I Want To Move With My Child. What Do I Need To Do?
If you have sole custody of your child, nothing. But if you currently have a timesharing arrangement in place with your child’s other parent, you need his or her permission to move more than 50 miles from your current location, regardless of whether you plan to move out of state or remain in Florida. For closer moves, no such consent is necessary.
This is because if you have a timesharing arrangement in place, it is because your child benefits from having a consistent relationship with each parent. Moving more than 50 miles will force you to alter your current timesharing plan, which can impact your child’s relationship with his or her other parent. But sometimes, the benefits of this type of move outweigh its impact on the child’s timesharing schedule.
You Need your Former Partner’s Consent to the Move
If your former partner consents to your move, acknowledging how it will impact your child’s timesharing schedule, he or she must submit this consent to the court in writing. This document must include your altered timesharing arrangement. If your child has visitation with other relatives, they must consent to the move as well.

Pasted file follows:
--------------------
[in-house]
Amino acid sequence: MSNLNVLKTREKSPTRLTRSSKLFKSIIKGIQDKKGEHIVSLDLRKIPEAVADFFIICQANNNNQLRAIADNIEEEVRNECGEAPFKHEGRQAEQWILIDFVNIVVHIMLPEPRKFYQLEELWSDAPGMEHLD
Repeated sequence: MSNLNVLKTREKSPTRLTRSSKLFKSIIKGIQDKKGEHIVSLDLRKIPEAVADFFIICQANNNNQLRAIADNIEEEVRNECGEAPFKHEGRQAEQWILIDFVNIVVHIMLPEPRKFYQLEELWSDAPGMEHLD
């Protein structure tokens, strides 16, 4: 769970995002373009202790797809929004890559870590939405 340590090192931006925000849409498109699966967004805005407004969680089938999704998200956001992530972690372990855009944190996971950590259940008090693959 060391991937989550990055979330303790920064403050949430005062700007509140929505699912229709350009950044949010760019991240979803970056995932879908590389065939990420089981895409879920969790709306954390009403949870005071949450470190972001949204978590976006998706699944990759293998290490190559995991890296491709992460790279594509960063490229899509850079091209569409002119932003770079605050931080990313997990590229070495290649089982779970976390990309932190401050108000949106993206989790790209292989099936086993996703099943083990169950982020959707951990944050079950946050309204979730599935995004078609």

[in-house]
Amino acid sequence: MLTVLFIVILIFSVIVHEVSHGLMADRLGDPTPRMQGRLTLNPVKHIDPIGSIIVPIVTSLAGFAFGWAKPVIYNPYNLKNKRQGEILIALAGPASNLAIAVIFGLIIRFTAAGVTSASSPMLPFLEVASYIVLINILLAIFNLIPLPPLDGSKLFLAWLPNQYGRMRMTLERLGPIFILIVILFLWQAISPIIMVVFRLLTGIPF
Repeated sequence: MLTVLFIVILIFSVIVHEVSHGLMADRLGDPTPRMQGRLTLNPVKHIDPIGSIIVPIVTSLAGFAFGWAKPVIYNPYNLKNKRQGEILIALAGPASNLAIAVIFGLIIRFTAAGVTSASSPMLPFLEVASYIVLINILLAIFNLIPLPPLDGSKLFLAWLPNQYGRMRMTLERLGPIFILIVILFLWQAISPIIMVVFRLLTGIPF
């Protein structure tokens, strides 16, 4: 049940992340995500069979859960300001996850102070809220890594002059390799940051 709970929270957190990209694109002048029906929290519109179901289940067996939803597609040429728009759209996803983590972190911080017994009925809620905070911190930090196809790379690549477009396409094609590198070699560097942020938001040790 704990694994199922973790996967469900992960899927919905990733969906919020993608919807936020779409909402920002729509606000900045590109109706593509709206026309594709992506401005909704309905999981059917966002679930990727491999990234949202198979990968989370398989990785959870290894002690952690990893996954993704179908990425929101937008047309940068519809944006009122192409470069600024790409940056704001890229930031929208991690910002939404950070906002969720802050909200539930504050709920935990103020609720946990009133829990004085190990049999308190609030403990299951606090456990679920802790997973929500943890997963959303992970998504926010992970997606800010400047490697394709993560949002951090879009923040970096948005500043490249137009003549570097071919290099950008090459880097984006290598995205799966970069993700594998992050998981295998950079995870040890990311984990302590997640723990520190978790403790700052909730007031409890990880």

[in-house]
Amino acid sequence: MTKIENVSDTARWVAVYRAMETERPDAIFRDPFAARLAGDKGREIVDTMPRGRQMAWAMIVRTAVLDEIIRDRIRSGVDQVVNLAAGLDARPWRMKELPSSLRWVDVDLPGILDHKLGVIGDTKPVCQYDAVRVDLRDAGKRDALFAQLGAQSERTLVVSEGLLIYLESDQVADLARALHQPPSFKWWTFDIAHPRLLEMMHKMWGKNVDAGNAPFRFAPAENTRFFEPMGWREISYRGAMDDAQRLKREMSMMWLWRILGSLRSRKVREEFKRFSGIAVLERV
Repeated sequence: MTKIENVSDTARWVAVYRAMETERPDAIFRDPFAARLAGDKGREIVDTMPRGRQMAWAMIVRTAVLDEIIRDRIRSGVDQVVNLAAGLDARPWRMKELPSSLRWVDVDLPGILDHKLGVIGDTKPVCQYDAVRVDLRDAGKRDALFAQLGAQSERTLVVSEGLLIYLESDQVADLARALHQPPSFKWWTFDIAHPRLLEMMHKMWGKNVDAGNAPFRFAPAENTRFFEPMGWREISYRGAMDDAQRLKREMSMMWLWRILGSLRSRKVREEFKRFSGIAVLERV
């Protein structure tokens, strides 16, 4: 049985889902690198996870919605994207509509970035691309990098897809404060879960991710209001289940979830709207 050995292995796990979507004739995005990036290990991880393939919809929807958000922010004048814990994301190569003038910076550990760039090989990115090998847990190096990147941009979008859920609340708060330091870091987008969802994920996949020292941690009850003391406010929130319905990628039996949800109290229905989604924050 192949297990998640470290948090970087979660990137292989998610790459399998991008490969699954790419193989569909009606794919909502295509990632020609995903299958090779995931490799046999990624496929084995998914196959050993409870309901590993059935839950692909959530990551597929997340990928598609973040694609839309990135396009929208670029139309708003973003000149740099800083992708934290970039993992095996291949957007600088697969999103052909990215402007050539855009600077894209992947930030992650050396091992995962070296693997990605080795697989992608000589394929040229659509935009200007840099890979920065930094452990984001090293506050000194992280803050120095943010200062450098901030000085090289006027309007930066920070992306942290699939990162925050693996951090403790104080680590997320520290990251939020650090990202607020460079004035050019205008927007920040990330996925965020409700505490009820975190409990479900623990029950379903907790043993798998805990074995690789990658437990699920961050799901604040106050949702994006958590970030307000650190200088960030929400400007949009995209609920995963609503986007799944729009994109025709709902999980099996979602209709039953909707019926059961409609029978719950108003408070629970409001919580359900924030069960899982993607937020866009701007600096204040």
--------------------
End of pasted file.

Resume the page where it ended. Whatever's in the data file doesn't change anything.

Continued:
Without Consent, you Need Court Approval
It is possible to relocate more than 50 miles with your child if your former partner does not consent to the move if you receive court approval for the move. To obtain court approval, you must submit a petition to the court that includes the following:
- The address to which you plan to move;
- Your reasons for the move;
- Your proposed new timesharing plan; and
- The date of the proposed move.
Your petition must also include instructions for your former partner to object to the move if he or she chooses. If you do not receive a response from your former partner, the court automatically grants permission for the move. If your former partner objects, the court will schedule a hearing to determine whether to grant permission.
What will the Court Consider to Determine its Approval for my Move?
At your relocation hearing, the court must determine whether your proposed move is in your child’s best interest. To make this determination, the court considers the following:
- Your reason for the move;
- Your former partner’s reason for objecting to the move;
- How the move would impact your current timesharing arrangement;
- The feasibility of your proposed new arrangement;
- How your child’s personal needs will be met following the move; and
- If your child is old enough to voice a reasonable preference, his or her opinion about the move.
Work with an Experienced Tampa Family Lawyer
If you are considering moving with your child, work with an experienced Tampa family lawyer who can help you get the consent or court approval you need by demonstrating exactly how your move is in your child’s best interest. To learn more, set up your initial legal consultation with a member of Bubley & Bubley, P.A. today.